We were soon into the last couple of miles and onto the riverside in Inverness. This is always the hardest bit of the Loch Ness Marathon for me as when you approach this section, you can hear the announcer at the finish line just the other side of the river but you’ve still got over a mile to go to get there. We crossed the bridge in the centre of Inverness and began the last mile and a bit to the finish. This also coincided with another stretch of running into a headwind. The race is hard enough without that in the closing stages!
The last bit of this race is entering the athletics stadium through some trees and a trail path where we’d get halfway up one side, hit 13 miles then just get round the final bend to the finish. I was tired but my legs seemed to remember the sessions I used to do on the track late last year and so when I passed mile 13, I started to speed up. I moved away from the guy who was beside me for the last few miles and with 2 guys ahead of me, I stepped up the pace as we hit the home straight and ‘flew’ past them on my way to the finish.
When I say ‘flew’, in my head it was a glorious sprint but I suspect to anyone watching, I was the only one not to slow down even more!
The great thing about this race is getting the official time straightaway after crossing the line via text message. We walked round to get our medal, t-shirt and goodies which consisted of shortbread, gels, shot blocks and an apple. There wasn’t the suntan lotion we received in 2017 in the rain!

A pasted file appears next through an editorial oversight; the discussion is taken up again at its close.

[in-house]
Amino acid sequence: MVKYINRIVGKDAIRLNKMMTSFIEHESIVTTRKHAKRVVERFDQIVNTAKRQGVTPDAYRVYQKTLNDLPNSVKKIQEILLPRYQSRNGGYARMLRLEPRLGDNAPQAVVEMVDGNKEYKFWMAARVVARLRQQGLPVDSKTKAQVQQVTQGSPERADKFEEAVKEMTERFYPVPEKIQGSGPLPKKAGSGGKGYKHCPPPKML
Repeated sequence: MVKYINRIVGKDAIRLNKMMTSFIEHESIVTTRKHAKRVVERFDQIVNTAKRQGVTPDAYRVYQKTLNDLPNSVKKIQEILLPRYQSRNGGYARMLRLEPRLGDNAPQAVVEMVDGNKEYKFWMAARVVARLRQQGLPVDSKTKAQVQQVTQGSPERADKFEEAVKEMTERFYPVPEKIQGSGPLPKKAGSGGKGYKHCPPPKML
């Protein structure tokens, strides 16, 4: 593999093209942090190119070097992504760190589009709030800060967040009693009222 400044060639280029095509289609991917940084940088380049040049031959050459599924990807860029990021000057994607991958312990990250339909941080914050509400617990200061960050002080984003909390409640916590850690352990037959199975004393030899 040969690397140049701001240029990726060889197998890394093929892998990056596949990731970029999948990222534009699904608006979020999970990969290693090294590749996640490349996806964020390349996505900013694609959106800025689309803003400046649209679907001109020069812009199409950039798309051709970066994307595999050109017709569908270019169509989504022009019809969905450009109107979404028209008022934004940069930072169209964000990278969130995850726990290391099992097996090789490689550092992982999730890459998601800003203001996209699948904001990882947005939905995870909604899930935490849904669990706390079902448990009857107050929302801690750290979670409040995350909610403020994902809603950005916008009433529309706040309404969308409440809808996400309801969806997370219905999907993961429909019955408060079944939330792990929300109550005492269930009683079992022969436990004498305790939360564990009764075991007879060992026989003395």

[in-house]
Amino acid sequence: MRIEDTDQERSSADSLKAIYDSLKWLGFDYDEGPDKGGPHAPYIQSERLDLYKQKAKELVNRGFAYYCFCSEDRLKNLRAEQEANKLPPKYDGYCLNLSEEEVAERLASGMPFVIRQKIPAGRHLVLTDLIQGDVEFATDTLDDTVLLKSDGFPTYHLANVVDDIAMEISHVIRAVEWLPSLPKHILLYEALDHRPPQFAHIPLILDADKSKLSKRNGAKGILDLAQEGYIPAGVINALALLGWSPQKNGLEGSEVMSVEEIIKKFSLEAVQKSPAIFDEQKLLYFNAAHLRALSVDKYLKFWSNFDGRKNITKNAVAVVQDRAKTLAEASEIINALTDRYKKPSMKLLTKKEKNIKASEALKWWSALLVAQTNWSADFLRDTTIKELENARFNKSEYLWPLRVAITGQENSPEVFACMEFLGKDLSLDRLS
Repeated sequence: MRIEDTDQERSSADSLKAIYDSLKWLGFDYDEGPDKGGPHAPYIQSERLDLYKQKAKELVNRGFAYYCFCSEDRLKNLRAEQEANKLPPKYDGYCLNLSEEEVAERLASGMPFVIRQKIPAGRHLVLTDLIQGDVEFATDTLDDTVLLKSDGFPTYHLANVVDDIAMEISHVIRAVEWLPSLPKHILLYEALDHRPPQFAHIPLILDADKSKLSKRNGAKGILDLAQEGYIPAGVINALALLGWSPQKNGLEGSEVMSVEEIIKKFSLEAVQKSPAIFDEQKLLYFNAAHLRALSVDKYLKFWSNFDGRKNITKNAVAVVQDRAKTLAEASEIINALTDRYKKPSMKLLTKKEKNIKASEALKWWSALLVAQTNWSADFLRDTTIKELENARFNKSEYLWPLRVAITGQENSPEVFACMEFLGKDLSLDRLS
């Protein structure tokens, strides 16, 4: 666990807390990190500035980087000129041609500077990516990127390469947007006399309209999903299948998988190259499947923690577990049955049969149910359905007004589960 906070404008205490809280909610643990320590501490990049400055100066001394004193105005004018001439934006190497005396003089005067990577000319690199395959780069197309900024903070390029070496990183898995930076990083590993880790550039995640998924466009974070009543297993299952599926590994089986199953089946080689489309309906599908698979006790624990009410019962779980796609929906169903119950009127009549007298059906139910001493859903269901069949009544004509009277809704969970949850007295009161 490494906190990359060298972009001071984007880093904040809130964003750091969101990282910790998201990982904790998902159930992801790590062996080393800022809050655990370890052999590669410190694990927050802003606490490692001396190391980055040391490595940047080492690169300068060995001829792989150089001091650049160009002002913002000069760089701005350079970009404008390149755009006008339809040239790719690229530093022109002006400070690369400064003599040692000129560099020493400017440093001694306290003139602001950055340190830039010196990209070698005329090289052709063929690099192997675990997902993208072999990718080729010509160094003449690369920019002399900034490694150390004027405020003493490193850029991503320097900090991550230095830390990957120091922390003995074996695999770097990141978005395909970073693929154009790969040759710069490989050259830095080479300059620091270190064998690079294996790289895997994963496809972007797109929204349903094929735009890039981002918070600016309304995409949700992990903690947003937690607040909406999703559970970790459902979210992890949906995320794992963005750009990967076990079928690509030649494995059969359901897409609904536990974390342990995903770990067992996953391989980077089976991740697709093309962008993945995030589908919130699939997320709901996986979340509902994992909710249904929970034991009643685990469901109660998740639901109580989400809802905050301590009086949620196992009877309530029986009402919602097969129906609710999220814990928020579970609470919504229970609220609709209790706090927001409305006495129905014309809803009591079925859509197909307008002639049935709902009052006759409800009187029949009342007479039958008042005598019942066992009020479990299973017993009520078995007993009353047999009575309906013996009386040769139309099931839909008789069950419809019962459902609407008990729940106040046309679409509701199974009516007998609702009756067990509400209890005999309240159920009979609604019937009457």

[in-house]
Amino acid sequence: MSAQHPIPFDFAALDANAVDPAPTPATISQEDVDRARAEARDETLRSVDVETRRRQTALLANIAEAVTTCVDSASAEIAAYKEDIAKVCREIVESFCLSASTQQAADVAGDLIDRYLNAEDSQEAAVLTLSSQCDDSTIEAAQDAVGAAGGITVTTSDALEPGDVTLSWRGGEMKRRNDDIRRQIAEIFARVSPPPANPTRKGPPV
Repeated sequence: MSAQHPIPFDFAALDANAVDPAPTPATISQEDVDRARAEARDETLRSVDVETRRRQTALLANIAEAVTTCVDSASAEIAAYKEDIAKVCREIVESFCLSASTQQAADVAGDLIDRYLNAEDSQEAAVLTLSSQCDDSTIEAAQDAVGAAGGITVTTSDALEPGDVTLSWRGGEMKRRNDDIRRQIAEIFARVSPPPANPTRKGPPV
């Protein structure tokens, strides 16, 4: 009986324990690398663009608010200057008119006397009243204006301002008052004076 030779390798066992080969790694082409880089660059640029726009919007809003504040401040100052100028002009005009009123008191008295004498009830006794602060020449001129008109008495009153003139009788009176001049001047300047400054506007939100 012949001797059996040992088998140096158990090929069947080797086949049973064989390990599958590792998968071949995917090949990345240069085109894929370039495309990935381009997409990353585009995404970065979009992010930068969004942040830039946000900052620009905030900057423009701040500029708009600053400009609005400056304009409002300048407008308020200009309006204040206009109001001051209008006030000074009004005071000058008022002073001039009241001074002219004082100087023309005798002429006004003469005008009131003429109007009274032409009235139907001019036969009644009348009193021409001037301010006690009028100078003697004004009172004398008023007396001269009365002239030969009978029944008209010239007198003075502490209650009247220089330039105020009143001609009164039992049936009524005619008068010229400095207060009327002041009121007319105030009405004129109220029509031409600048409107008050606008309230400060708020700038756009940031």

I went back into the hall, got some photos taken, got changed, spoke to a couple of guys from PRR before heading into town to get a coffee and begin the journey home.
Looking back on the race, I was delighted with my time as I would’ve taken it in a shot had I been offered it before the race. I knew before the race that a PB was unlikely as I’ve felt sluggish the last week or two and while I’m happy with how the race went, I do feel a little disappointment that I wasn’t able to go faster.
So I entered the Edinburgh Half Marathon in May. Part of the reason for wanting to go sub 1:30 was so I could claim a place in the first corral for the Disneyland Paris Half Marathon in September and be able to race it rather than treat it like a fun run as was the way in 2018.
On the plus side, my average pace from yesterday was 7:04 min/mile and if I can work on being able to maintain that for longer, I will be bang on target for my sub 3:15 target for Stirling Marathon in 7 weeks. Some easy running this week I think then step it back up again for these final few weeks!
As for the Inverness Half Marathon itself, I would highly recommend this as part of your Spring Marathon training. Weather aside, it’s a great course with all the inclines coming in the first half, good flat sections, a very good downhill section at mile 9 then a gradual descent coming back into Inverness late on as you come back the way you went out. The last mile or two can be a bit challenging along the riverside in the centre of Inverness and on the way to the finish. The finish itself is on a running track at the Athletics Stadium, attached to the Sports Centre.
The organisation for this is very good and while there can be some congestion in the sports centre for registration, this is a small detail compared to the level of support given to the runners throughout the race and the efficient process after the finish line. This is a good race to measure your progress and also a good one to get a PB.
The weather may have been terrible but I’ll definitely be back!